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The joy of clouds

March 27, 2021

Recognise them when they happen, because for some of us they don’t happen all that often.

A fab walk with Joe and Georgie yesterday. An absolutely beautiful day. Spring, yes, spring. Winter be gone. Spring.

As you may have figured out, Georgie lives to chase balls. That’s the whole point of a walk for her. But, you know, sometimes she gets a bit pooped, which is when her second favourite thing is required – adoring pats.

This was her first pat stop.

Sometime later she stopped for a rest in an open field. The ground was dry (which it hasn’t been for many months). I knelt down to give her a good pat, then thought sod it and laid down on the ground beside her. Joe decided to do the same thing.

I found myself on my back looking up at the clouds. For the life of me I cannot remember the last time I did this. Yes, yes, I remember doing it as a kid, but when exactly was the last time? I have no bloody idea. Nevertheless I had the sense to recognise looking up at the clouds in the sky for what it was: a moment of absolute happiness.

However long ago it was, I remembered the game. There was one cloud (not in this picture)  that really did look like a horse’s head, complete with eye, nostril and mouth. Unfortunately, while I was still trying direct Joe’s gaze to the cloud in question, it drifted apart and the horse was gone.

After a bit I found myself saying(not singing), “I’ve looked at clouds from both sides now.” And Joe joined in: “From up and down and still somehow, it’s clouds illusions I recall. I really don’t know clouds at all.”

As we were lying there, with Georgie stretched out between us, a woman went past on her bicycle and said, “Now that’s the way to do it.” I couldn’t have agreed more.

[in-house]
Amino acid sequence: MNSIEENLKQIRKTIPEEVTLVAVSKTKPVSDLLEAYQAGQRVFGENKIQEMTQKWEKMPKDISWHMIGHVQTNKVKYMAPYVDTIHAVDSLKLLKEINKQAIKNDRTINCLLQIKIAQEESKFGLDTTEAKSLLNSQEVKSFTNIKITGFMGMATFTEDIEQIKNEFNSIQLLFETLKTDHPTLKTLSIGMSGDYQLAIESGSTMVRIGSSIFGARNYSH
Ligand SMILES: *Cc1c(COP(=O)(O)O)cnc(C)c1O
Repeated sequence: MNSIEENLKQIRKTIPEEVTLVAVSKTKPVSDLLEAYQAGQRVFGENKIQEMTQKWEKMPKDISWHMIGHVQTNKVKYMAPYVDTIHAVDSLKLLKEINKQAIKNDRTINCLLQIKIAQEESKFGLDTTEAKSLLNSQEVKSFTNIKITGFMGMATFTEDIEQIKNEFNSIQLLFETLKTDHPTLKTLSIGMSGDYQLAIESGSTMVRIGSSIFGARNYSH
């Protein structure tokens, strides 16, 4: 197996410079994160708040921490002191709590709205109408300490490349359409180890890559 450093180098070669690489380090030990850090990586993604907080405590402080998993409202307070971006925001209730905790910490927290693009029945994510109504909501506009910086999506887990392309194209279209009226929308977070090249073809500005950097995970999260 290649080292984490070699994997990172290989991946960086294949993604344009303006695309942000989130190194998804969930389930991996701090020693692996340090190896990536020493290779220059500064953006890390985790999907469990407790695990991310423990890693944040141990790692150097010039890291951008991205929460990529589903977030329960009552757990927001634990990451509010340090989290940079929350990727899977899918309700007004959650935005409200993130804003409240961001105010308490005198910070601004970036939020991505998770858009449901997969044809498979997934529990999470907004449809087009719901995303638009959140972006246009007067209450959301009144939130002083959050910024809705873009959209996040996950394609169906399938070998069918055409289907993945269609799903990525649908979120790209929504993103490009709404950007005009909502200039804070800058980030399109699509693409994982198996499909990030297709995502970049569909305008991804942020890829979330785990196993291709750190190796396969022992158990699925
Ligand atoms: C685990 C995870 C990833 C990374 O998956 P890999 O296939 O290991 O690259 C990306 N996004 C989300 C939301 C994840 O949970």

Some distance further along the trail, in another open field, Georgie decided to have another lie down and so did we. No more horse’s heads, but that didn’t matter. Cloud gazing. What fun!

Back on the move again, as proof that I have an at times tenuous grasp of time and distance, I said to Joe that I supposed our cloud gazing stops meant I wasn’t going to make 10,000 steps. He responded by pointing out the distance would remain the same, it would just take longer. Oh, yeah, right. Duh.

On average our walks are somewhere in the eight thousands, as far as steps go, sometimes as few as the six thousands, but there are smug days when the steps top that 10,000 “goal”.

Back home I check my phone.

Woo, hoo. Send Joe a text with this photo. There is an advantage to having shorter legs. Joe replies that his phone only clocked 9,300 steps.

Then I dig through the CDs and pull out Joni Mitchell.

I have no idea when I last listened to this song, but I’m pretty sure it was more recently than the last time I laid down on my back in a field to gaze at clouds. I have a feeling that was so long ago, CDs didn’t even exist.

What a fab afternoon.

From → Blog

One Comment
  1. Donna permalink

    🙂

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